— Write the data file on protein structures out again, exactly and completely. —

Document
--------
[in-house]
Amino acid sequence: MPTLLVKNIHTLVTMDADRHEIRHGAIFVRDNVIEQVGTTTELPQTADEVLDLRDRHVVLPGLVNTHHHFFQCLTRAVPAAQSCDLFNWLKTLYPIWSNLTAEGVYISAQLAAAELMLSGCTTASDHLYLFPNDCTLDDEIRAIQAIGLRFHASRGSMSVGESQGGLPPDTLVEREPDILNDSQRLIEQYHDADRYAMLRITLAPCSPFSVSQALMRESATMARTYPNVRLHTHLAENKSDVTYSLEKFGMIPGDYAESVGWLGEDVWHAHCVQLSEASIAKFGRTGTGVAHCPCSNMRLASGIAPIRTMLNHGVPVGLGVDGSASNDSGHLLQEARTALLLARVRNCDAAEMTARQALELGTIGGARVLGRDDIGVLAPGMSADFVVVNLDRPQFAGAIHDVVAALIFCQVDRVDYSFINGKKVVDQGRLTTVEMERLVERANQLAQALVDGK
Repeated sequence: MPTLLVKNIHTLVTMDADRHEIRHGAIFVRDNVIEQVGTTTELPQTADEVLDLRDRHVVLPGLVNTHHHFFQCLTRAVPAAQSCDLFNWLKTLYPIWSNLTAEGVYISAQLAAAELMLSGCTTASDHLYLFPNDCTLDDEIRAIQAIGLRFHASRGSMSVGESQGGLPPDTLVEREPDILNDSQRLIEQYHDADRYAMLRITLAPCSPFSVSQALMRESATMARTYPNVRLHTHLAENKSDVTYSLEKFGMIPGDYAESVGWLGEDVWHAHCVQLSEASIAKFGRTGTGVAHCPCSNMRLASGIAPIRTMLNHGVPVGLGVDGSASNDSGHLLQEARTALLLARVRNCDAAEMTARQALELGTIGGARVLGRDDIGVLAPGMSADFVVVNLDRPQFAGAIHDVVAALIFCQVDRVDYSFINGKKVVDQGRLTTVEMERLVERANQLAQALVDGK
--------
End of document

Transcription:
[in-house]
Amino acid sequence: MPTLLVKNIHTLVTMDADRHEIRHGAIFVRDNVIEQVGTTTELPQTADEVLDLRDRHVVLPGLVNTHHHFFQCLTRAVPAAQSCDLFNWLKTLYPIWSNLTAEGVYISAQLAAAELMLSGCTTASDHLYLFPNDCTLDDEIRAIQAIGLRFHASRGSMSVGESQGGLPPDTLVEREPDILNDSQRLIEQYHDADRYAMLRITLAPCSPFSVSQALMRESATMARTYPNVRLHTHLAENKSDVTYSLEKFGMIPGDYAESVGWLGEDVWHAHCVQLSEASIAKFGRTGTGVAHCPCSNMRLASGIAPIRTMLNHGVPVGLGVDGSASNDSGHLLQEARTALLLARVRNCDAAEMTARQALELGTIGGARVLGRDDIGVLAPGMSADFVVVNLDRPQFAGAIHDVVAALIFCQVDRVDYSFINGKKVVDQGRLTTVEMERLVERANQLAQALVDGK
Repeated sequence: MPTLLVKNIHTLVTMDADRHEIRHGAIFVRDNVIEQVGTTTELPQTADEVLDLRDRHVVLPGLVNTHHHFFQCLTRAVPAAQSCDLFNWLKTLYPIWSNLTAEGVYISAQLAAAELMLSGCTTASDHLYLFPNDCTLDDEIRAIQAIGLRFHASRGSMSVGESQGGLPPDTLVEREPDILNDSQRLIEQYHDADRYAMLRITLAPCSPFSVSQALMRESATMARTYPNVRLHTHLAENKSDVTYSLEKFGMIPGDYAESVGWLGEDVWHAHCVQLSEASIAKFGRTGTGVAHCPCSNMRLASGIAPIRTMLNHGVPVGLGVDGSASNDSGHLLQEARTALLLARVRNCDAAEMTARQALELGTIGGARVLGRDDIGVLAPGMSADFVVVNLDRPQFAGAIHDVVAALIFCQVDRVDYSFINGKKVVDQGRLTTVEMERLVERANQLAQALVDGK